If you’re among the many who feel that Google digs a little too far into your personal life and violates your privacy, you’ve probably heard of DuckDuckGo, the search engine whose most-touted feature is the fact that they fully respect user privacy.
Although Google absolutely dominates search market share, with several times the daily searches of even its biggest competitors like Yahoo and Bing, there’s still room for smaller search services like DuckDuckGo. In fact, DuckDuckGo is actually gaining ground, recently hitting two million searches in a single day.
A Big Day for the Underdog
According to a news post on Search Engine Land, DuckDuckGo reached over 2.21 million “direct searches” yesterday, a jump of approximately 400,000 from the previous day. Search Engine Land clarifies that direct searches are only those done by actual people on the DuckDuckGo website, excluding searches conducted through APIs and bots. On average for June, DuckDuckGo has been getting over 16 million of these types of searches per day.
It seems apparent that the recent uptick in DuckDuckGo’s traffic levels is a direct result of the ongoing scandal in which the major search engines, including Yahoo, Microsoft and Bing, are believed to be distributing user data to the federal government. Since DuckDuckGo doesn’t collect this type of data in the first place, they’d have nothing to send to the government, regardless of what the government requests.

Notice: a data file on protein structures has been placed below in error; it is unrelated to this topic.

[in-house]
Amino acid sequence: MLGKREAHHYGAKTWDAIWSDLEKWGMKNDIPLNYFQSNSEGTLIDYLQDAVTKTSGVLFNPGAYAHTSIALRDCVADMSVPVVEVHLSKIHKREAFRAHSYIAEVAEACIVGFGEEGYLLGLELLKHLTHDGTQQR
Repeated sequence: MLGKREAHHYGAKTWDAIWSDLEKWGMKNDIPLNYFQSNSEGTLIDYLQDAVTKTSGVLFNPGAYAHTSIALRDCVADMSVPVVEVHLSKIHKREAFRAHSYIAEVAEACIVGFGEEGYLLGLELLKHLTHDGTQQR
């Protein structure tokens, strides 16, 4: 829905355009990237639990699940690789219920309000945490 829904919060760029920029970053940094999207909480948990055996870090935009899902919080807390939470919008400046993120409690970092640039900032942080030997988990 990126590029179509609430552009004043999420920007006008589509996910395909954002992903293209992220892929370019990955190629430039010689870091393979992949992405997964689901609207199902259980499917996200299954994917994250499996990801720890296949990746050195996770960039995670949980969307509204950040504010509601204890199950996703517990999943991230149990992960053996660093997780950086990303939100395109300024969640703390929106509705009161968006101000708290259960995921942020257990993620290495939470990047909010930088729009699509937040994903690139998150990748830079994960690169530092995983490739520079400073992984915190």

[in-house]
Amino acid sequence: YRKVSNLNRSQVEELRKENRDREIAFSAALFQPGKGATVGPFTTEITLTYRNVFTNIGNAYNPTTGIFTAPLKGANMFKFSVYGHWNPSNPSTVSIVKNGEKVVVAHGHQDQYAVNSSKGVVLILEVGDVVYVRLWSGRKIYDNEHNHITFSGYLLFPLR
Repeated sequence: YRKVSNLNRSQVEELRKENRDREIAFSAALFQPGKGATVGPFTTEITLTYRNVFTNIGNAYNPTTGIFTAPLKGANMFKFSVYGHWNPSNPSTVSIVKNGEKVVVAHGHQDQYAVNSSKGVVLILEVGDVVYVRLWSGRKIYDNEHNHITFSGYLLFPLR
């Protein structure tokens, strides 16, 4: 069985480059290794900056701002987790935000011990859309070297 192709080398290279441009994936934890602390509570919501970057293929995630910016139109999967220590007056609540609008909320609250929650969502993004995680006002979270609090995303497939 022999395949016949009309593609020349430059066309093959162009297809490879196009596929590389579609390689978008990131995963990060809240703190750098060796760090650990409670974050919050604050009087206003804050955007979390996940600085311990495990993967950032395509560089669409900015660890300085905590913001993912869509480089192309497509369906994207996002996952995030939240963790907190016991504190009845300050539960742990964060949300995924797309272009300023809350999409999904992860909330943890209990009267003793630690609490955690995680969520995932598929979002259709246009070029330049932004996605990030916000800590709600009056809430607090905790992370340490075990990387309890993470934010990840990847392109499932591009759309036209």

DuckDuckGo actually isn’t a brand new search engine; back in February of 2012, they hit one million searches due to publicity from Data Privacy Day. Average traffic levels dropped off slightly after this, but the momentum of breaking two million searches in one day is more difficult to stop, especially when data privacy concerns are at the tip of everyone’s tongues.
At the same time, it’s important to put some perspective on the situation. DuckDuckGo is thrilled to get over two million direct searches in one day, while Google gets over a billion searches – every day.